During the viva

This is mainly taken from a podcast by Tara Brabazon:
  • Breathe, speak slowly, concentrate, drink water.
  • Most importantly, listen to the opening remarks in the Viva because they can give you clear insights into what that examiners feel about your thesis.
  • Listen to the real question (don't turn it into a question you want to hear).
  • Consider writing down the question, so you don’t forget it and it gives you time to think.
  • Pause before answering the question (5-20 sec is OK).  Breathe, smile, look at the examiners, and consider your answer.
  • If done appropriately, admitting weaknesses can show that you’re able to critique your piece of work and thus be a good academic.
  • Re-phrase your answers with an emphasis on the word "focus" rather than "weakness"
  • Formatting your answer: intro, body, conclusion picking up on question
  • The written thesis should act as the foundation and source of your oral answers (Murray, 2003, page 89) so you should have it to hand and look for your answers ‘therein’.
  • Don't think of your thesis as earth shattering; rather you might lay claim to a ‘fresh approach’ or a 'new perspective'.
  • Think about your viva as a first experience in engaging with the academic community and locating your ideas amongst this community
  • Don’t say ‘Well I’ve written that’ as examiners can’t read everything.
  • Ask for a break if needed (5 min).
  • If anything weird happens, log it!  Occasionally examiners do strange or unfair things.  A record can help you to defend yourself if necessary.

Potential questions


What made you do this piece of research?
Why did you choose this topic?
Why did this topic interest you?
What drew you to this study?
Why this topic?
What led you to this particular study?
Why do think it is important?
What surprised you most in doing this study?
Tell us about your thesis, tell us about what you have done here.
Please could you summarise your thesis?
How would you explain to someone not involved in academia what your thesis is about?
Is there anything that you wish you could added or delete from your thesis?
Is there anything in it that you wish to comment on?
Have you enjoyed your PhD?
Has the thesis contributed to your professional life in any way?
What would you say has been an important learning experience for you in undertaking this work?
What did you learn from doing it?
Would you do anything differently next time?
Can you give one example of your thesis contribution to the development of knowledge and understanding in this area?
What original contribution to knowledge do you feel that you have made?
If  somebody from this field read your thesis, what would they learn that they don’t already know?
What does your study propose that is different from other studies in this area?
What is your own position (professional or personal) in relation to this field and these research questions?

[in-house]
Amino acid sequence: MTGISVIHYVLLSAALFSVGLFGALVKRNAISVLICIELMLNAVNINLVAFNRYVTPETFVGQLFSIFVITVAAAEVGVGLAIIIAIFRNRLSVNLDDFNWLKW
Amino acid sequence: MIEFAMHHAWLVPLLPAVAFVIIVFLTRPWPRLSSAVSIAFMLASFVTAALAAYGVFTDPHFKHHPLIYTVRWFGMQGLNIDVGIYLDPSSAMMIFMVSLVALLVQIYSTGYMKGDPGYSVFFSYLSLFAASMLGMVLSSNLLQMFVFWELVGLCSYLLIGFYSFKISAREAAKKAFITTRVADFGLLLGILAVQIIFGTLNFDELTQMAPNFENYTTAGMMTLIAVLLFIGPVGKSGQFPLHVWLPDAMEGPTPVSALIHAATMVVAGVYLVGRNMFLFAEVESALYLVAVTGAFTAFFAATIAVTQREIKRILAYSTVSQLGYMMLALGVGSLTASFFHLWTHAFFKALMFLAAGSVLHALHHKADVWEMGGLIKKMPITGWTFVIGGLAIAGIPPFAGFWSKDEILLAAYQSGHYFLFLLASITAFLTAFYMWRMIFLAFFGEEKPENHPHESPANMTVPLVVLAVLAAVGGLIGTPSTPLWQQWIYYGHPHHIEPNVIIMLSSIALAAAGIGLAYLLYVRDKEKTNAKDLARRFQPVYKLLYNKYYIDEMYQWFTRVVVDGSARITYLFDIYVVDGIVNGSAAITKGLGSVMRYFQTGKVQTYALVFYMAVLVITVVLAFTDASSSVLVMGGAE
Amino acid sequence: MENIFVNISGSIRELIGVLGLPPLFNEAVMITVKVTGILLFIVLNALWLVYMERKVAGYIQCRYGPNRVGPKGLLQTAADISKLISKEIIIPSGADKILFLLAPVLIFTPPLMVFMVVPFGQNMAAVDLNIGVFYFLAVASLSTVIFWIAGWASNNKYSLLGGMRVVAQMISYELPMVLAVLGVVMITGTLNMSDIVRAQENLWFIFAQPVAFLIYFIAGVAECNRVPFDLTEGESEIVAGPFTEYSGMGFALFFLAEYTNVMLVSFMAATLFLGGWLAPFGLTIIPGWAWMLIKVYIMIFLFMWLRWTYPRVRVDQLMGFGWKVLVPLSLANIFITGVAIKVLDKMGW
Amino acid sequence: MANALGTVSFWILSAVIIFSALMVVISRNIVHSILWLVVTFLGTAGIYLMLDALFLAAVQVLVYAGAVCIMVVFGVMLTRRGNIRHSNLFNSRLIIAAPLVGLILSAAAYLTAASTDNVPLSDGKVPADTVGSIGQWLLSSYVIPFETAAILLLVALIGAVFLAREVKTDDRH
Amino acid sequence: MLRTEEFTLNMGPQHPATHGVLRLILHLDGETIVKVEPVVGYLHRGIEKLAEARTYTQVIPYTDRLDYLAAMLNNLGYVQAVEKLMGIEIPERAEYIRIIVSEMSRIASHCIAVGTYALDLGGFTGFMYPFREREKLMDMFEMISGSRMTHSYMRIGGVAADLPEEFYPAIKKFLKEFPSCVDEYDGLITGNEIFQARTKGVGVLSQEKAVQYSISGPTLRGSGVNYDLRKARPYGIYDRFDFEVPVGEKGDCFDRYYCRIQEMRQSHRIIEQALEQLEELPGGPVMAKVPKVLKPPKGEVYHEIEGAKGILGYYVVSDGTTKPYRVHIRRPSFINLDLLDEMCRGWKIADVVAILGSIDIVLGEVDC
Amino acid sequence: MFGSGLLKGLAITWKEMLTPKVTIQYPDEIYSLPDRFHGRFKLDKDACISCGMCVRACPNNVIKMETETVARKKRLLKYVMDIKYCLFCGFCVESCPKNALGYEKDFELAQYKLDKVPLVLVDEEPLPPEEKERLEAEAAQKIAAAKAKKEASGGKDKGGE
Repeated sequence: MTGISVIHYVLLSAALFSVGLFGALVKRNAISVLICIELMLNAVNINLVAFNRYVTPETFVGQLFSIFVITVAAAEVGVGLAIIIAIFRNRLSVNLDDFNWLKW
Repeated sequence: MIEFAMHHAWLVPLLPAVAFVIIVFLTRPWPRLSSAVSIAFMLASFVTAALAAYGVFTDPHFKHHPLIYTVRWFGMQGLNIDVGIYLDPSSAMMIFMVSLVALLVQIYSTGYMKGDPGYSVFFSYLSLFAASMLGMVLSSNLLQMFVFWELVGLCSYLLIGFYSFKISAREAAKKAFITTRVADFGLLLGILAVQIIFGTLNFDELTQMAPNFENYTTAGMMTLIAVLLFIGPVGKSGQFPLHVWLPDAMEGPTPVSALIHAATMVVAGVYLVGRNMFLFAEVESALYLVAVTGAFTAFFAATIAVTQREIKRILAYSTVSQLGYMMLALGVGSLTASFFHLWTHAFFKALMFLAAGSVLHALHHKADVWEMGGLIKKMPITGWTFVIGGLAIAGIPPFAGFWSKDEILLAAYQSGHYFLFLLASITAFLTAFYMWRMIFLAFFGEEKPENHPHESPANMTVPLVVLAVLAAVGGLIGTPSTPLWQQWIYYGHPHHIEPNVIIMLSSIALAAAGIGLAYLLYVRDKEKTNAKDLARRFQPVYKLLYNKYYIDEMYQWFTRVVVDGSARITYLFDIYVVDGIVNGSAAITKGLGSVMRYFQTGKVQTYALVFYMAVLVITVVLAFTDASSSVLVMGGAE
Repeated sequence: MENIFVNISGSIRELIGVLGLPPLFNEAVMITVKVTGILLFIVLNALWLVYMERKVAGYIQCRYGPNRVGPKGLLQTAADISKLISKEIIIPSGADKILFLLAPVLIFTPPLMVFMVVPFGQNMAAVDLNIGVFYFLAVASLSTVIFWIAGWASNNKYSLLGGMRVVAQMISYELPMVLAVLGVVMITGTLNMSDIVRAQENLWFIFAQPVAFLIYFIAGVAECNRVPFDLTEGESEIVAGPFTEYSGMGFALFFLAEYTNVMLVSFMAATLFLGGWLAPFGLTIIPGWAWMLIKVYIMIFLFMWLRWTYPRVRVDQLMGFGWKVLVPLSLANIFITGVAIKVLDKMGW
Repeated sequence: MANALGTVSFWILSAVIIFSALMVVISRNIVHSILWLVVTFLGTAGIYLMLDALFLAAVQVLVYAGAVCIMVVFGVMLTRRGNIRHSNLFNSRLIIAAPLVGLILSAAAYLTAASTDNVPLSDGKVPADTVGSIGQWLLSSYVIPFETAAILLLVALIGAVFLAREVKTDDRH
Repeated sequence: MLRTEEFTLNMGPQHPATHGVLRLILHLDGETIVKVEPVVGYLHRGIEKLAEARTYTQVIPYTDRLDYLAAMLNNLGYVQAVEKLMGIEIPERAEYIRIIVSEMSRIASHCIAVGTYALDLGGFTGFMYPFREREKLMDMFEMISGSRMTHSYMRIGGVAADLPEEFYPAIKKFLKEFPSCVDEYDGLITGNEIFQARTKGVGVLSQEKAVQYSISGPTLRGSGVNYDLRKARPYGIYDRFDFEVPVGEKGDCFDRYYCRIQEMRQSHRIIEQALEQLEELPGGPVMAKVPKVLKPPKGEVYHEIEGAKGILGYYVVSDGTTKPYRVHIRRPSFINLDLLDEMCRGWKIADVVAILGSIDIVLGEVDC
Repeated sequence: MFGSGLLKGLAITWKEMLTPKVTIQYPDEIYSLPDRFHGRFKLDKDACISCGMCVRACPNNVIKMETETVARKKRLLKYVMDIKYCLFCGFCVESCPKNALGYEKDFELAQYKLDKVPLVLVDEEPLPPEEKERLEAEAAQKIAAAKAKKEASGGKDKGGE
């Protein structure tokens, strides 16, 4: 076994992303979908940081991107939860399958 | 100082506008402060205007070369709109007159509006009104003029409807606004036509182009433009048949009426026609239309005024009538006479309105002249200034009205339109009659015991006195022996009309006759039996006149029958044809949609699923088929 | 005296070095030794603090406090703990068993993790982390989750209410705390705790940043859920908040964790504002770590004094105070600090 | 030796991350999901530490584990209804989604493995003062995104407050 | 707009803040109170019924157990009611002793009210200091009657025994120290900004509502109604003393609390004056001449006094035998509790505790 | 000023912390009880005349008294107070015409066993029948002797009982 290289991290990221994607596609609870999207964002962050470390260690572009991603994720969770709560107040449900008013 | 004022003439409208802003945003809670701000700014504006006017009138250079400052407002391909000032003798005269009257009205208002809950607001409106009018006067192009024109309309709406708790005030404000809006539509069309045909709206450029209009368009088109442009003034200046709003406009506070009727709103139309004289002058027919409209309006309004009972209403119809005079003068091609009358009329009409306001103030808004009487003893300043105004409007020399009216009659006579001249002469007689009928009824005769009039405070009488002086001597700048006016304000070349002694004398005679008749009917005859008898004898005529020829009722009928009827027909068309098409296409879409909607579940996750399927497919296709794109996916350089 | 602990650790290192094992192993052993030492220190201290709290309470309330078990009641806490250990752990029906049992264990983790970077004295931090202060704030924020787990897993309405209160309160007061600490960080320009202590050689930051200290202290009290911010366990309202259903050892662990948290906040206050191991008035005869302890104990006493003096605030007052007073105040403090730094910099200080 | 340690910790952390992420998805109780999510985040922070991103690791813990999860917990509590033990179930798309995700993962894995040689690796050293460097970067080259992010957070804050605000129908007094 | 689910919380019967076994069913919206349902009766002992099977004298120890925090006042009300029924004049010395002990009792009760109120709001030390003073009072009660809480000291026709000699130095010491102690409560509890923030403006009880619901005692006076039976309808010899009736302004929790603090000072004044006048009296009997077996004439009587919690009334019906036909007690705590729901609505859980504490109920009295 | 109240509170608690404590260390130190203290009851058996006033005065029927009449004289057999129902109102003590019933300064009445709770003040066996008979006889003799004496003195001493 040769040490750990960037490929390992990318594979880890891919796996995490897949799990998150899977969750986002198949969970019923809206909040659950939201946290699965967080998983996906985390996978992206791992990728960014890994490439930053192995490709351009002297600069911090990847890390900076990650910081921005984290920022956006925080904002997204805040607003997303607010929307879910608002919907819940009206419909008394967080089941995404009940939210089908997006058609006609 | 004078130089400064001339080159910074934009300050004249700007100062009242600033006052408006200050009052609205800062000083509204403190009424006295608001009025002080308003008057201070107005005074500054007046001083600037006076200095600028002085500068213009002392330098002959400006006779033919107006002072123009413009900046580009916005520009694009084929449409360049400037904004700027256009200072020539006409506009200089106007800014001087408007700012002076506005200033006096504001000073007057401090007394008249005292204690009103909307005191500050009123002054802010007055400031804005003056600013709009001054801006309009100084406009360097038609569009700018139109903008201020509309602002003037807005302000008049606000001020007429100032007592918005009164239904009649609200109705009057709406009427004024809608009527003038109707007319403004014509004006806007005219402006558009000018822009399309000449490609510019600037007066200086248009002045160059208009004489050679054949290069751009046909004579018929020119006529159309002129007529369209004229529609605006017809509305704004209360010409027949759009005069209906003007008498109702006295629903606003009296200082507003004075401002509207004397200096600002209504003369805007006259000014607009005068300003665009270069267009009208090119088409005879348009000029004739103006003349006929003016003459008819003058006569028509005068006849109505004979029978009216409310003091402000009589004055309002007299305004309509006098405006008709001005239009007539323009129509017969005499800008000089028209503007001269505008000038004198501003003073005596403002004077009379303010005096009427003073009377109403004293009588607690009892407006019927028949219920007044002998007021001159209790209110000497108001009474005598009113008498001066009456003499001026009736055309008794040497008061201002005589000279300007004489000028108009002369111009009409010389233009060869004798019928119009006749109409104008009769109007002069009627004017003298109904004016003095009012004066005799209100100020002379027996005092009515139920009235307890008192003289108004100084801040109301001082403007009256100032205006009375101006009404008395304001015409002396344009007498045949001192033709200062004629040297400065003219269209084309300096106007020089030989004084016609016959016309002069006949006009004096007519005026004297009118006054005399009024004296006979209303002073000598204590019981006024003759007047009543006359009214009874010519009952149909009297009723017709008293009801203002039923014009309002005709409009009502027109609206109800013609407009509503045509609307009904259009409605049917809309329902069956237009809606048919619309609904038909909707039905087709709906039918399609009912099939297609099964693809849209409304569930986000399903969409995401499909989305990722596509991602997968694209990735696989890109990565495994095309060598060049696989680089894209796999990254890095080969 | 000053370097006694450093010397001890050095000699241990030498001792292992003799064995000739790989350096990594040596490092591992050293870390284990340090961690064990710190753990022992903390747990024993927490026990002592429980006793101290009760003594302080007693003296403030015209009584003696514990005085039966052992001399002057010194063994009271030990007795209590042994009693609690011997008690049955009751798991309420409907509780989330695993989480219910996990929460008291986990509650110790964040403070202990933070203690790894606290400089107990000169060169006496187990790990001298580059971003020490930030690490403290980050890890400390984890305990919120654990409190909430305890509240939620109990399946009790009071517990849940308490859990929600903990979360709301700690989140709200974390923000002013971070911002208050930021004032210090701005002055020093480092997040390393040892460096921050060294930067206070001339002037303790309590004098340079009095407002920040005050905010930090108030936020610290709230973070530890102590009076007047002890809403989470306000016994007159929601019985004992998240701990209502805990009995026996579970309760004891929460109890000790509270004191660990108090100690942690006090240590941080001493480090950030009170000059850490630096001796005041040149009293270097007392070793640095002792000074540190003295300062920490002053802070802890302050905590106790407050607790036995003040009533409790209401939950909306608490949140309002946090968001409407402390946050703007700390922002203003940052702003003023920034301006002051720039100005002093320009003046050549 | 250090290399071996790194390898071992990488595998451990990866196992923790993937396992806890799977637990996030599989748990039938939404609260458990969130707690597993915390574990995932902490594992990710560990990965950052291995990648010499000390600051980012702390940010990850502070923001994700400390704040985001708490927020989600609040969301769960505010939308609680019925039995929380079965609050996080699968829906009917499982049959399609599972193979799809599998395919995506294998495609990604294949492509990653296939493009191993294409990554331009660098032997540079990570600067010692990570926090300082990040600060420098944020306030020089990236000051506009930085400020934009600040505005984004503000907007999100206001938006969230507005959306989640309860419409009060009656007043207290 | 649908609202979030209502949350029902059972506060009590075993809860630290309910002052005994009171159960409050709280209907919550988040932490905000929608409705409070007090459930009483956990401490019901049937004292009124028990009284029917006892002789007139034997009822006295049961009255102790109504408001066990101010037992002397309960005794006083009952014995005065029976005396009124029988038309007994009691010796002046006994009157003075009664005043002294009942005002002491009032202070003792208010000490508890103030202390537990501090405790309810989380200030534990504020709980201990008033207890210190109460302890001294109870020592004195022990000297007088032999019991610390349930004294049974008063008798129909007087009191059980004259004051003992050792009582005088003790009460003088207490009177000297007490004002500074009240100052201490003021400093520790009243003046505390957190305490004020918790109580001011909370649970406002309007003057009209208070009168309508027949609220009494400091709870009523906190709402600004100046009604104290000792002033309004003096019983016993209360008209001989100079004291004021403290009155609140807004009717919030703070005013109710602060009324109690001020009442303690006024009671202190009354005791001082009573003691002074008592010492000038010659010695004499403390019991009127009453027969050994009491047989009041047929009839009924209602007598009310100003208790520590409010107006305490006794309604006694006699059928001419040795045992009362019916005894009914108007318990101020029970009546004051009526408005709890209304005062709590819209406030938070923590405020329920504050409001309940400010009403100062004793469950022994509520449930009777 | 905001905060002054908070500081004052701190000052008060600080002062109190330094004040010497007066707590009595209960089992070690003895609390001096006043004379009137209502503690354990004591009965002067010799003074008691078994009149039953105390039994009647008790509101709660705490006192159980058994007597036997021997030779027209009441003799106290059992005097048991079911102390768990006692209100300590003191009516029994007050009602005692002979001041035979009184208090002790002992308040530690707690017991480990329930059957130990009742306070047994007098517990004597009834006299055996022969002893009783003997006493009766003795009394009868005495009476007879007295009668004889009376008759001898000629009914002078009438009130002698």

What is your positionality in relation to the research project?
What prior conceptions and / or experiences did you bring to this study?
How did your own position/ background/ bias affect your data collection and your data analysis?
What are the main findings of your research?
Tell me what you think the most important findings are from your particular study?
Which elements of your work do you feel are worthy of publication and/or presentation at a conference?
What plans do you have for publication and dissemination?
Have you been thinking about publishing any of your PhD? if yes which parts?
Has any of the work been published or presented already?
Is there any reason why you haven’t published a paper yet?
What implications do you think your study has got for future research practice policy?
What is your hypothesis?
Why was your research worth three years of study?

Theories And Theoretical Frameworks

Please talk us through the main research questions that you were trying to address in your work. What was the origin of these questions?
What theories/ theoretical frameworks/ perspectives have you drawn upon in your research?
Which theories did your study illuminate, if any?

Tuesday, 15 July 2014

Vivas - examiners' perspectives

Back in May, we drew up a list of questions to be put to Professor Elaine Toms when she attended the discussion group in June.  By a stroke of good fortune, the iSchool was being visited by Professor Wildemuth, Associate Dean of the iSchool at the University of North Carolina, Chapel Hill.  She was able to bring another perspective to the questions

What training is available at the iSchool to help students prepare for their vivas?
Currently the iSchool does not offer formal training, though  there have been discussions about introducing more formal training.

How does an upgrade viva compare with a PhD viva?
The two are very similar and both provide an opportunity for the candidate to demonstrate knowledge and understanding of their chosen research topic.

Candidates should provide evidence of systematic study, and.should satisfy examiners that they have made an addition to knowledge.  This is important at both upgrade and PhD level.